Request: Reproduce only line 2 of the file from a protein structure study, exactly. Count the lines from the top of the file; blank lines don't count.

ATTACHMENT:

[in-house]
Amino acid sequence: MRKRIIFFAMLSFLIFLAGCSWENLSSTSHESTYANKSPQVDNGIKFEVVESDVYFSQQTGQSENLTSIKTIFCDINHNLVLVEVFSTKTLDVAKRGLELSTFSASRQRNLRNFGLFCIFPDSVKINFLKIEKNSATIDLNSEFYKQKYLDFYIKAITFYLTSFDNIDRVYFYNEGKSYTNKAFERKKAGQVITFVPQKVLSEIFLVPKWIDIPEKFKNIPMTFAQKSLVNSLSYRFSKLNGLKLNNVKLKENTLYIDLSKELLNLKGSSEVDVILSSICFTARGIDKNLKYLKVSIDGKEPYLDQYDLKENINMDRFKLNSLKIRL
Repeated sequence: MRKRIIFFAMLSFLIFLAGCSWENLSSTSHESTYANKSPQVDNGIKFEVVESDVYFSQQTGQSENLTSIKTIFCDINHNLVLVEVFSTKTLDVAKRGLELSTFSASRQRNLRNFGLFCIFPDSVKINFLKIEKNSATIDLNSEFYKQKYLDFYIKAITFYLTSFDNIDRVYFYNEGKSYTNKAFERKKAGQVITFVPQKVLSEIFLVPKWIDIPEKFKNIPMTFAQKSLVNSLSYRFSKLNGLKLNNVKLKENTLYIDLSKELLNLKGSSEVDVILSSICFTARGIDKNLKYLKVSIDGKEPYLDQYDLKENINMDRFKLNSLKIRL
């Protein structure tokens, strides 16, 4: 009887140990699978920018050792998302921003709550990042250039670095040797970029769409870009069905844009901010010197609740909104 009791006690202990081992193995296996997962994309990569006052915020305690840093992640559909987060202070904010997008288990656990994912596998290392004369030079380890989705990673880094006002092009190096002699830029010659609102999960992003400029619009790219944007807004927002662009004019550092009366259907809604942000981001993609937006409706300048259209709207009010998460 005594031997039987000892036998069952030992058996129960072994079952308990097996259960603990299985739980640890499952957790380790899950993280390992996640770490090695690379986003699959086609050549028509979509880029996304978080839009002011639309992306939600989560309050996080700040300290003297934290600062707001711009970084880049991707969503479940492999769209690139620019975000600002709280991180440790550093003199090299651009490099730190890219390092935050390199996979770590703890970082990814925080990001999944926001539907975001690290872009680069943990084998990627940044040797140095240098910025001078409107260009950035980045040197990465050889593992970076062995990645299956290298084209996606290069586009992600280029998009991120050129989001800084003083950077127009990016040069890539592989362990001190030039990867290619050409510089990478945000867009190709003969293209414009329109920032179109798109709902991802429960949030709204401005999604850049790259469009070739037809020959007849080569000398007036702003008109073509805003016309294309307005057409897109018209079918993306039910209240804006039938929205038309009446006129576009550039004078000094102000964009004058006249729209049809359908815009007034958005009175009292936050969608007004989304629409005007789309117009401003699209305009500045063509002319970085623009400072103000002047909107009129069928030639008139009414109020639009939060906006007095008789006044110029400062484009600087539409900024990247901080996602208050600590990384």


Amino acid sequence: MRKRIIFFAMLSFLIFLAGCSWENLSSTSHESTYANKSPQVDNGIKFEVVESDVYFSQQTGQSENLTSIKTIFCDINHNLVLVEVFSTKTLDVAKRGLELSTFSASRQRNLRNFGLFCIFPDSVKINFLKIEKNSATIDLNSEFYKQKYLDFYIKAITFYLTSFDNIDRVYFYNEGKSYTNKAFERKKAGQVITFVPQKVLSEIFLVPKWIDIPEKFKNIPMTFAQKSLVNSLSYRFSKLNGLKLNNVKLKENTLYIDLSKELLNLKGSSEVDVILSSICFTARGIDKNLKYLKVSIDGKEPYLDQYDLKENINMDRFKLNSLKIRL